The Best Comments From The Worst Video: The Internet Vs. The NSA's Charm Offensive

from the patented-internet-'Preparation-H8'-does-nothing-for-agency-asshurt dept

The NSA continues to battle for hearts and minds, mostly aiming for those that matter (elected officials), but occasionally stepping down to street level to tell everyday Americans how they’ve got the spy agency all wrong.

To that end, the Dept. of Defense produced an incredibly awkward video featuring Captain James Tiberius Kirk General Keith Alexander answering a series of questions from a supposed interviewer (although her voice is never actually heard). It’s all shot in a “look how open we are!” sort of way, which means seeing glimpses of the recording crew, extension cords, the back of the “interviewer’s” head and, most surprisingly, Alexander without a tie.

In a thirty-minute version of the Official Talking Points, Alexander talks about how spy people are the best people and compares the Section 215 program to being forced to take a bath. He invites a discussion on how to better surveil the world while also recommending journalists publishing leaked documents be “stopped.” Sadly, he doesn’t invite too much discussion on this topic, although he does use the royal “we” when detailing who should be preventing journalists from performing journalism.

“We ought to come up with a way of stopping it. I don’t know how to do that. That’s more of the courts and the policymakers but, from my perspective, it’s wrong to allow this to go on.”

The strained informality of the video isn’t fooling anyone. Currently, it sports a gaudy “dislike” ratio of 57:1 (280 “likes,” 15,381 “dislikes”).


There are also more than 4,000 comments on the video, almost every single one of them disparaging. The comments range to-the-point “screw the NSA” variations to longer, unhinged spiels tying the NSA leaks to the commenter’s pet conspiracy theory. One commenter was moved to give the NSA frontman both barrels of his (presumably British) derision.


Between the expected flow of vitriol (mostly deserved), all-caps screeds/Illuminati rantings (because this is the internet) and ways to earn money at home, there are a few hidden gems.


That faux-openness? Fooling nobody. But it’s amazing what a single unbuttoned button does for someone’s public persona. Sure, you might feel you could have a drink with the Chief Spook, but I imagine you’d take your wallet, phone or purse to the restroom with you when nature called.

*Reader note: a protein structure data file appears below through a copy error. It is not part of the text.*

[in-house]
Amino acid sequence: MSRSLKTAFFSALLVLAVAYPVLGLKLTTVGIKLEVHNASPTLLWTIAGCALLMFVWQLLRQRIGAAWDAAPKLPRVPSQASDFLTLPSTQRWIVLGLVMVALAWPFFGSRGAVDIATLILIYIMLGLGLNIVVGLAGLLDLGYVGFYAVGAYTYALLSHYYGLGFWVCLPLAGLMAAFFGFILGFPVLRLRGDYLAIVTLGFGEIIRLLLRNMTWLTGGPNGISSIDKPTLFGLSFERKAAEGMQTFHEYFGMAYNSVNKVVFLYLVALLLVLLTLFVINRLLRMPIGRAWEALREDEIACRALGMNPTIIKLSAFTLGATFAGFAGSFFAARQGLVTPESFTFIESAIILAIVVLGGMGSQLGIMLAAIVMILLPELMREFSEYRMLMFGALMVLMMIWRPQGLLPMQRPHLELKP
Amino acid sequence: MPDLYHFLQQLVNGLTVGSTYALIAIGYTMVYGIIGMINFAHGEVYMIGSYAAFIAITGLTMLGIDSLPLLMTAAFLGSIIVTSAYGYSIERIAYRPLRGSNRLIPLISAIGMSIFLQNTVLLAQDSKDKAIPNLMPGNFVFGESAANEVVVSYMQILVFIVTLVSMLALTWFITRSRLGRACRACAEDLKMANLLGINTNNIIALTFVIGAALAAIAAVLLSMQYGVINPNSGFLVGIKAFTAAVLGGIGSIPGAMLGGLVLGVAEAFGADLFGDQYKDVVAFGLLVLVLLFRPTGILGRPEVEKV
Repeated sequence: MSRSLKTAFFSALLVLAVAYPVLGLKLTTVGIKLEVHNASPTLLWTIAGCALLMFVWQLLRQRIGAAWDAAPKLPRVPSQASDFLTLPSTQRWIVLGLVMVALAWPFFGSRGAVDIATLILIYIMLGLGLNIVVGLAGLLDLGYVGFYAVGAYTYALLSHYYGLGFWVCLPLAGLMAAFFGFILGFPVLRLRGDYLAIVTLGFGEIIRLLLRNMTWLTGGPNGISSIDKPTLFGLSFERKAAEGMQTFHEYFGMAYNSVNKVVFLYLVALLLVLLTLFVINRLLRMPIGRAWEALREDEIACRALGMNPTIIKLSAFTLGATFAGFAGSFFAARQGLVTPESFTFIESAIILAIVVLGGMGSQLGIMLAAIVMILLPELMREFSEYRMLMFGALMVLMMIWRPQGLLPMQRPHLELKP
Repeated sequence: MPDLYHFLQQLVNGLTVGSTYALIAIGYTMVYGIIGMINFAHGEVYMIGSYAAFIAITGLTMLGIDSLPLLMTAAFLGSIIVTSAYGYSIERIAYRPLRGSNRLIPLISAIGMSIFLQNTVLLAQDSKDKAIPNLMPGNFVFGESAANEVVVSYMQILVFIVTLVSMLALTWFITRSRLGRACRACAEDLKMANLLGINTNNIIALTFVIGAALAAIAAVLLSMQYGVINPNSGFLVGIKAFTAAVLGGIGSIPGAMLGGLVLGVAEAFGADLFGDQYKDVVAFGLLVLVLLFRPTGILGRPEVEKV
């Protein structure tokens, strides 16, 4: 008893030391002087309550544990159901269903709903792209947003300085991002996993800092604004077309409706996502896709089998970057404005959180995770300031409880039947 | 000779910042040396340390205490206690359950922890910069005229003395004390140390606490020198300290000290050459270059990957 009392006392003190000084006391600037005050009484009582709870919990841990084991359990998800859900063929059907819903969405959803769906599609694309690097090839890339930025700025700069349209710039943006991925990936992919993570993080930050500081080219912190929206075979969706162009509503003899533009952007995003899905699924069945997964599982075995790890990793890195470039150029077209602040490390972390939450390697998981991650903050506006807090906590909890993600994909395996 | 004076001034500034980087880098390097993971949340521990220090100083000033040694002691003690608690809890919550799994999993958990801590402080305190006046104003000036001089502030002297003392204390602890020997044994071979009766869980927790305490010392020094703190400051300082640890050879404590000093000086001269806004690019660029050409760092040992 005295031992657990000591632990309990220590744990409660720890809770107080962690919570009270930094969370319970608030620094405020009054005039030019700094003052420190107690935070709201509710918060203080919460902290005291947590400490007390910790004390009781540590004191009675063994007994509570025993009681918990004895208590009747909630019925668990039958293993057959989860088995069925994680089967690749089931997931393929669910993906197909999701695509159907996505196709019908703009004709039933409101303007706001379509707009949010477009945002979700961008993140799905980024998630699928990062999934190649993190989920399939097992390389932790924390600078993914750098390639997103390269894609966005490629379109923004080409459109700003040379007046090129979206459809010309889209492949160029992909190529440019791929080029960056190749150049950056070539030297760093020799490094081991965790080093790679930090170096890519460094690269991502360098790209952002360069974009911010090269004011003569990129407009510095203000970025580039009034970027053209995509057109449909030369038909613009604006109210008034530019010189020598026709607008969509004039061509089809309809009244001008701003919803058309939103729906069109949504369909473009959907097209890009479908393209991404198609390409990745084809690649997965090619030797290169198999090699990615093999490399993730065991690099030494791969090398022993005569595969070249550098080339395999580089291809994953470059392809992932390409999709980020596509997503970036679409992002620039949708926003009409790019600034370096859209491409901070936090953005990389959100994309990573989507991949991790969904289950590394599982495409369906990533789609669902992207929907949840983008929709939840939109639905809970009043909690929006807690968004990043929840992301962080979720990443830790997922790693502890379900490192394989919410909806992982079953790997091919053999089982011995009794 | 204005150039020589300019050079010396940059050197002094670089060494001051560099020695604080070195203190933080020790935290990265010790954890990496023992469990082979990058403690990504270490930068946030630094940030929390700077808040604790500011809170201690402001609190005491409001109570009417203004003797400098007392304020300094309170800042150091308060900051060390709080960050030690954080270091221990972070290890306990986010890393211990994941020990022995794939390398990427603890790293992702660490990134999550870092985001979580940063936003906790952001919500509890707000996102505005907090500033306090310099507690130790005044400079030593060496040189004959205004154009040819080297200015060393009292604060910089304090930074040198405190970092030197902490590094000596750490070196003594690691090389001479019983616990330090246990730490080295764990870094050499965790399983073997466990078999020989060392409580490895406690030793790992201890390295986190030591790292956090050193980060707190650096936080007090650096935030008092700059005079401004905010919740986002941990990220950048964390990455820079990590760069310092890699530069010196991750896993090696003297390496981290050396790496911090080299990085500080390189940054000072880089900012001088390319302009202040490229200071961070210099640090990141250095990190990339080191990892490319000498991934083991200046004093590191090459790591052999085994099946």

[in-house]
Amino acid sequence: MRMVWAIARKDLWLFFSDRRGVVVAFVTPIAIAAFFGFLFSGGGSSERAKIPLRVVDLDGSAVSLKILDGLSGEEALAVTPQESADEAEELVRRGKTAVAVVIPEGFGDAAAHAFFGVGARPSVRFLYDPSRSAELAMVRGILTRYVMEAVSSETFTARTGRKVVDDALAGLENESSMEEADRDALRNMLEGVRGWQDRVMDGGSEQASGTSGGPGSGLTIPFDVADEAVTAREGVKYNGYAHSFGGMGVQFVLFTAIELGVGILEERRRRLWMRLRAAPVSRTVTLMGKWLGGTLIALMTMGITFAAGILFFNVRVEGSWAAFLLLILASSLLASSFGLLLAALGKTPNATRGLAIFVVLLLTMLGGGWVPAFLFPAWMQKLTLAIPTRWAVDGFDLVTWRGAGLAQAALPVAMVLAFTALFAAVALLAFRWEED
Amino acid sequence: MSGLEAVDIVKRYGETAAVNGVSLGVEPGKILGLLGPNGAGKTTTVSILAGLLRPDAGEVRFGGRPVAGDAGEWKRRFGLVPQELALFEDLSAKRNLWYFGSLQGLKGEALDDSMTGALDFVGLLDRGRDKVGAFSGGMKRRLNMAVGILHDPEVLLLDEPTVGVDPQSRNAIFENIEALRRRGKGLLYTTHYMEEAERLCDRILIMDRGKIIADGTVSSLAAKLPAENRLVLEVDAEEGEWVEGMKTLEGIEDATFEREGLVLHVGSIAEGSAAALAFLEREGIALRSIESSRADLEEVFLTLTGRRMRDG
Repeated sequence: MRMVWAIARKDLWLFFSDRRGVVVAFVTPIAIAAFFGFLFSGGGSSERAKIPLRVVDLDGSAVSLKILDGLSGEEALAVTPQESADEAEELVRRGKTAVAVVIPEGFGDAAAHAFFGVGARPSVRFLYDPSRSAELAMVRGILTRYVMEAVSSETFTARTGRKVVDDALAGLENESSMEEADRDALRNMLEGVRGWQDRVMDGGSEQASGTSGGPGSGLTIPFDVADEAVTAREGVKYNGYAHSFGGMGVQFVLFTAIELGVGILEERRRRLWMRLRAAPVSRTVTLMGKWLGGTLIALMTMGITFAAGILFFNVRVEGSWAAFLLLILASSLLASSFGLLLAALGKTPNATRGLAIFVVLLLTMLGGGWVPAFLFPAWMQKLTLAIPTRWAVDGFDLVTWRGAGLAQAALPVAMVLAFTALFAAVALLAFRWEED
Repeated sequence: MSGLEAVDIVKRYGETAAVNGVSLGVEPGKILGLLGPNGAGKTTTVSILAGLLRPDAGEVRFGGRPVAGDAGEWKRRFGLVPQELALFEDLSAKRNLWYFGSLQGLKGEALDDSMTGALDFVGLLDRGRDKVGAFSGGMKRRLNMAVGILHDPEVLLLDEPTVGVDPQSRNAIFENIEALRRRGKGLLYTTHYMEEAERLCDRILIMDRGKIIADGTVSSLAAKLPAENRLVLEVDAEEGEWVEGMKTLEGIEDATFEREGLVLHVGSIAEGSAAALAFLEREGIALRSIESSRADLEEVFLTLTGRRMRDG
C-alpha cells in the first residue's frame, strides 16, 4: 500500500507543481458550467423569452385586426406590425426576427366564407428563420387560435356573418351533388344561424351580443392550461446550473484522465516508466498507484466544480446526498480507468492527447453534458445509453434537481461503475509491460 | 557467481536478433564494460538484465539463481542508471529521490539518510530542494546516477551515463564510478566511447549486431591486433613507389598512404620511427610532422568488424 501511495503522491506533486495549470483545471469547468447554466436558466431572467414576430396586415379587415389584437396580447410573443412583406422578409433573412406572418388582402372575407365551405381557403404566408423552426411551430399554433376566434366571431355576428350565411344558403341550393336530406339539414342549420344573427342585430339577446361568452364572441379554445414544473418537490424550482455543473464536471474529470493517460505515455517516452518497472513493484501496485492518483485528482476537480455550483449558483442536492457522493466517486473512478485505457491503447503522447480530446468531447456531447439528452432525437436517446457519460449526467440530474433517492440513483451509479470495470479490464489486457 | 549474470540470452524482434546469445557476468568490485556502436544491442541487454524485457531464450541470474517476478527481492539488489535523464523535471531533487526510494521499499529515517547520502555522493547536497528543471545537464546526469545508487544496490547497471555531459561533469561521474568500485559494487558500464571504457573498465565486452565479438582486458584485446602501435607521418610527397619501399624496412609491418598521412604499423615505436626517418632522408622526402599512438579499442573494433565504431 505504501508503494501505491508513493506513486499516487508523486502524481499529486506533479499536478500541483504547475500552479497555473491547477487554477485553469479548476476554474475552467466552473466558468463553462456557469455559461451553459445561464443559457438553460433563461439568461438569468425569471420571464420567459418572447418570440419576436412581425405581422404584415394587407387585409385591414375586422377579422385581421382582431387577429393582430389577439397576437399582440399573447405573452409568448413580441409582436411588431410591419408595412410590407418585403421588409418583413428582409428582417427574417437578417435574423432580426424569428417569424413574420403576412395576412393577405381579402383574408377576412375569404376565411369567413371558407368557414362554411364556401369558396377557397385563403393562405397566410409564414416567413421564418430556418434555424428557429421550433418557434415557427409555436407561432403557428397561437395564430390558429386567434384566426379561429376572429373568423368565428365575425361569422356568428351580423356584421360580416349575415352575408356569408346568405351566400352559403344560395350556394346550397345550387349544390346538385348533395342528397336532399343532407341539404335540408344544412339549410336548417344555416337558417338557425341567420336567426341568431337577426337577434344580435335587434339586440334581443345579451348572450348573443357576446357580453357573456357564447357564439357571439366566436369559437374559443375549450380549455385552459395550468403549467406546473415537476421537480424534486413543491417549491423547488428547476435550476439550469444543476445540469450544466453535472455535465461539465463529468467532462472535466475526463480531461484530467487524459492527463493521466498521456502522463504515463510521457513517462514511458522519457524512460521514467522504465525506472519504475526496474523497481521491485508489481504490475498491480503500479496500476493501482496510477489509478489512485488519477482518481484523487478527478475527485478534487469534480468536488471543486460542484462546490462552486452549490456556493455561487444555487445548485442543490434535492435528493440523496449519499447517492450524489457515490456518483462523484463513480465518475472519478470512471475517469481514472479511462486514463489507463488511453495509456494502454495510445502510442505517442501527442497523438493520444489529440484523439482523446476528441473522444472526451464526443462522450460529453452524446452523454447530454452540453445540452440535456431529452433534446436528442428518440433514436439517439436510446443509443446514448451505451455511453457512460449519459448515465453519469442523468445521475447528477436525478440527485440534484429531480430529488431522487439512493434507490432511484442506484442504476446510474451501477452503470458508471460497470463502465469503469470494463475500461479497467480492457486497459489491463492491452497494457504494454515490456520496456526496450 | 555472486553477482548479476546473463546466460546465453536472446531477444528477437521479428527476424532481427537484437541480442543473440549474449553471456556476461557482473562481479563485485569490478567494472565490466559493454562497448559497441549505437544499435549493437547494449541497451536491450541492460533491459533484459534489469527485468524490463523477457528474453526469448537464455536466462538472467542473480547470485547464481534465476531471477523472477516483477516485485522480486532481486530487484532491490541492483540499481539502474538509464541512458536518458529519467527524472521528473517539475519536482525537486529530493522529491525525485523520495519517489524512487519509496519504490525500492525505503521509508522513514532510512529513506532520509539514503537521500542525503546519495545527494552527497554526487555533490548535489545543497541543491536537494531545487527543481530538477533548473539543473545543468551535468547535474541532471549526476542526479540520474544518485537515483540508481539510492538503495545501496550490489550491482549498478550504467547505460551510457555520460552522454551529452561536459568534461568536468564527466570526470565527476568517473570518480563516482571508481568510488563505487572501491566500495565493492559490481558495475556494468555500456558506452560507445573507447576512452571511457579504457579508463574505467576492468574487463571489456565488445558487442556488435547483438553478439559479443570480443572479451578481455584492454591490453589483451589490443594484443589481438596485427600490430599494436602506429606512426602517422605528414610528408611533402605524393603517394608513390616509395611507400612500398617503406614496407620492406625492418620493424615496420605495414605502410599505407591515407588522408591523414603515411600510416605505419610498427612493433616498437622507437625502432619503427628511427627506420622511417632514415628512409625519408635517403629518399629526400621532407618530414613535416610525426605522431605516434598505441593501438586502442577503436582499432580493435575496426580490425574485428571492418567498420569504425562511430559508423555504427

Another commenter feels the removal of the necktie doesn’t go quite far enough towards making General Alexander a man of the people.


And the music (ffs!). Motherboard calls the video out for its pseudo-NOVA episode feel, asking simply “Why?” in its one word critique of the soundtrack. Alphaville refers to the music as “narco-ambient.” A (misspelled?) Alex Vance gives credit where credit is due, however.


But maybe there’s more to the music than simply being the first track off the first <a href=”http://en.wikipedia.org/wiki/Production_music” target=_blank”>library music album grabbed by the DoD’s producers.


Beyond critiquing the video’s look and soundtrack, some commenters offered their impressions of Alexander himself…


as well as Alexander’s preferred nickname…


and the sort of reaction the queasy music and queasier talking points recitation has on the average viewer.


I, for one, am looking forward to more awkward openness from intelligence officials in the coming months. The power of social media should be harnessed by the NSA and others (but from the outside, like the rest of us), if for no other reason than it provides immediate feedback on the credibility of the talking points. Sure, the NSA may learn nothing from this experience, but if it thought the country was fairly evenly split on the merits of intrusive surveillance, it can look to its 57:1 dislike ratio for further guidance. Even Texas Governor Rick Perry’s atrocious presidential campaign video only sports a dislike ratio of 29:1, and that video criticizes gays in the military and complains about the separation of church and state.